Patients may undergo a THR either under general anaesthetic or through regional anaesthesia. Depending on surgeon’s preference and surgical experience, orthopaedic surgeons may place patients on their side during surgery or on their backs for patients have the THR through the direct anterior approach. Before any skin incision is made, patients receive prophylactic intravenous antibiotics to prevent any infection from setting in. The surgical side is then cleaned thoroughly with anti-septic solution before they are covered with sterile drapes.
Once the surgical incision has been made and the orthopaedic surgeons exposes the actual hip joint, he proceeds to remove the worn out femoral head.
In the acetabulum (cup side), the worn-out cartilage is removed using a reamer and a titanium cup is put in its place. This is done under X-ray guidance to ensure that the size and position of the cup are appropriate. This ensures that patients have good mobility of their hip, low risk of dislocation and facilitates longevity of the hip implants in general. The surface of the titanium cup in contact with the acetabular bone is actual rough and covered in GRIPTION coatings. This porous coating technology allows stable fixation of the cup without the use of cement.The femur bone is then prepared to receive the femur implant. These femur implants come in various sizes and specifications to accommodate the large variety of femur bone shapes and sizes. In patients with normal strong bone, femur implants are inserted and impacted into the canal of femur bone till it achieves a stable position and fixation without the use of cement. These implants are coated with hydroxyapatite (HA) which allows its biological integration with the femur bone. For older patients or those with osteoporotic bone, femur implants may be inserted and stabilised by cement to prevent fractures of the femur bone itself. Once these implants are in position, either a ceramic or metal femoral head is inserted before the orthopaedic surgeon reduces the hip. All movements of the hip are tested and stress in all directions to mimic all the usual daily movements that patients require of their hip and to ensure that the hip joint is stable and will not dislocate.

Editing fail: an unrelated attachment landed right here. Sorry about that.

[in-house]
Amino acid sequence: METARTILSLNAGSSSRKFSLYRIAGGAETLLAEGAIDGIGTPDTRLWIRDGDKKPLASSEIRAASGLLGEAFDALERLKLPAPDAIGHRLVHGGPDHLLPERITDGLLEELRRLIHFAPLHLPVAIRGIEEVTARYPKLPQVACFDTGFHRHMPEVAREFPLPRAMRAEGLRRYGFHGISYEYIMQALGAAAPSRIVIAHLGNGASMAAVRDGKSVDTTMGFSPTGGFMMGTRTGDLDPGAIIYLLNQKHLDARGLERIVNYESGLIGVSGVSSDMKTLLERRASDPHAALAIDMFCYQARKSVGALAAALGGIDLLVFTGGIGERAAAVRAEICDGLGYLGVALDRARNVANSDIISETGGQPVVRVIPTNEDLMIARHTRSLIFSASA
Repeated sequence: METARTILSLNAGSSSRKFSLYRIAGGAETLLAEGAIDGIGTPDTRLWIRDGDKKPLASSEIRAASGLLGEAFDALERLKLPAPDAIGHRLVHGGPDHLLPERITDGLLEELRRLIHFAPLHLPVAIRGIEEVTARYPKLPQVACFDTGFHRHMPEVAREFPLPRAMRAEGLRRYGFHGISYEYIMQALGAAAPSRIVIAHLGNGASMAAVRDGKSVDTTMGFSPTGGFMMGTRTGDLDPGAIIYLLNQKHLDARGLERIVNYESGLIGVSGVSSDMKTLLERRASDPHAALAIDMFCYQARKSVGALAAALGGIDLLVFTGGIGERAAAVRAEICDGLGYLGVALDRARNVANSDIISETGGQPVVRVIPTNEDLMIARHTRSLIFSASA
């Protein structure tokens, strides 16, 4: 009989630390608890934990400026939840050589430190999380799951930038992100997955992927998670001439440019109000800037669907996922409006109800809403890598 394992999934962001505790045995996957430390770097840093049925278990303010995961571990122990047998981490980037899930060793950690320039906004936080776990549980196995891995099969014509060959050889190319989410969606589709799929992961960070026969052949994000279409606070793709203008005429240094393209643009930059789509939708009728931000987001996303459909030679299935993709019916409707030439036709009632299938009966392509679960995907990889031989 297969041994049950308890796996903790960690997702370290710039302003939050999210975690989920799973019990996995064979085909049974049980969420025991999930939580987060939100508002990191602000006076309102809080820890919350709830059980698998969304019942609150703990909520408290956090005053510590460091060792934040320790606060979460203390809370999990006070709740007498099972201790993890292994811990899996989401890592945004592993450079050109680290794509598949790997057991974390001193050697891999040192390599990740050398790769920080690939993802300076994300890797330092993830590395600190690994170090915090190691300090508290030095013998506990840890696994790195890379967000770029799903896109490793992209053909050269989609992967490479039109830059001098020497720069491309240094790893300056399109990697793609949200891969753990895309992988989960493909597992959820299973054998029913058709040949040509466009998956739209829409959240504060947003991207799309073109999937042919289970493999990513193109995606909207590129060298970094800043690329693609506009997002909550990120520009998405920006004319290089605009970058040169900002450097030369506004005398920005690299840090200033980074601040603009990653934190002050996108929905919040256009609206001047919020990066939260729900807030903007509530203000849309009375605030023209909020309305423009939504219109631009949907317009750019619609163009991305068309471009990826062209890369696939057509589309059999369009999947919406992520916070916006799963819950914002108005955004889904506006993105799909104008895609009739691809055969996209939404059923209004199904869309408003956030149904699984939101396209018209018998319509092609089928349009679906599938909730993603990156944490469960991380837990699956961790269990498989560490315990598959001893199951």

Once the hip stability is found to be satisfactory, the trial implants are replaced with the actual implants. The wound is then washed with antiseptic solution and the wound is closed with sutures.
Dr Mizan also uses X-rays during surgery to ensure the following:
- All implants (acetabular and femur components) are the appropriate size
- All implants are inserted and stabilised in optimal positions to allow good and stable hip movements
- Both the operated and unoperated legs are of equal or near equal length after the procedure
- There are no fractures around the acetabulum or femur bone.
The use of intra-operative x-rays are possible during the direct anterior approach total hip replacement as patients are lying on their backs in a supine position. X-ray images are not as accurate if they are taken while patients are lying on their sides. Having intra-operative x-rays takes the guess work out of hip replacement surgery and there will not be surprises waiting after surgery is completed.
How does your surgeon enter the hip joint?
There are several ways to enter the hip joint before a hip replacement procedure can be performed. Traditional approaches include the posterior as well as the lateral approach. In these two techniques, patients lie on their sides during the surgery and muscles around the hip are split, cut or detached from bone to allow surgeon access into the hip joint.
With the posterior approach, there is a significant risk of the implants dislocating if patients squat or cross their legs. This is because the stabilising structures at the back of the hip (capsule and muscles) are compromised during surgery. These same structures are stressed when patients squat or cross their legs.